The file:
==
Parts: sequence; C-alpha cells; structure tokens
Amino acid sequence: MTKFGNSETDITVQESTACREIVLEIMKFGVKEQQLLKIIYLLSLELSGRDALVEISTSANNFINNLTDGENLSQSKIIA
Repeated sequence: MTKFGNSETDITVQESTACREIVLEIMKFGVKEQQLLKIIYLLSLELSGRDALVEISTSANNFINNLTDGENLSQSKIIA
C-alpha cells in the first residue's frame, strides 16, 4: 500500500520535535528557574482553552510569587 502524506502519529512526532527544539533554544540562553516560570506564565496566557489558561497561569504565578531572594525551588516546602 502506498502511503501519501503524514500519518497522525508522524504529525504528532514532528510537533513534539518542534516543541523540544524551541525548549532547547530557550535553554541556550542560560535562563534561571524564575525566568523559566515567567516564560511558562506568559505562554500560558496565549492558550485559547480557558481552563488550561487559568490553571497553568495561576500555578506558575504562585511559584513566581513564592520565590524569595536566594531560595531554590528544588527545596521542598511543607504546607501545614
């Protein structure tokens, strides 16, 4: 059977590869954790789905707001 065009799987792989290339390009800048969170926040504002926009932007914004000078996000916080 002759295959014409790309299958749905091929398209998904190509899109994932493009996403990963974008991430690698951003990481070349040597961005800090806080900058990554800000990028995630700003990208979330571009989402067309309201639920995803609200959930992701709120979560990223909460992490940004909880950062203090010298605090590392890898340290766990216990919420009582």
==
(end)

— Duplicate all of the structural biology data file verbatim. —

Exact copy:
Parts: sequence; C-alpha cells; structure tokens
Amino acid sequence: MTKFGNSETDITVQESTACREIVLEIMKFGVKEQQLLKIIYLLSLELSGRDALVEISTSANNFINNLTDGENLSQSKIIA
Repeated sequence: MTKFGNSETDITVQESTACREIVLEIMKFGVKEQQLLKIIYLLSLELSGRDALVEISTSANNFINNLTDGENLSQSKIIA
C-alpha cells in the first residue's frame, strides 16, 4: 500500500520535535528557574482553552510569587 502524506502519529512526532527544539533554544540562553516560570506564565496566557489558561497561569504565578531572594525551588516546602 502506498502511503501519501503524514500519518497522525508522524504529525504528532514532528510537533513534539518542534516543541523540544524551541525548549532547547530557550535553554541556550542560560535562563534561571524564575525566568523559566515567567516564560511558562506568559505562554500560558496565549492558550485559547480557558481552563488550561487559568490553571497553568495561576500555578506558575504562585511559584513566581513564592520565590524569595536566594531560595531554590528544588527545596521542598511543607504546607501545614
């Protein structure tokens, strides 16, 4: 059977590869954790789905707001 065009799987792989290339390009800048969170926040504002926009932007914004000078996000916080 002759295959014409790309299958749905091929398209998904190509899109994932493009996403990963974008991430690698951003990481070349040597961005800090806080900058990554800000990028995630700003990208979330571009989402067309309201639920995803609200959930992701709120979560990223909460992490940004909880950062203090010298605090590392890898340290766990216990919420009582």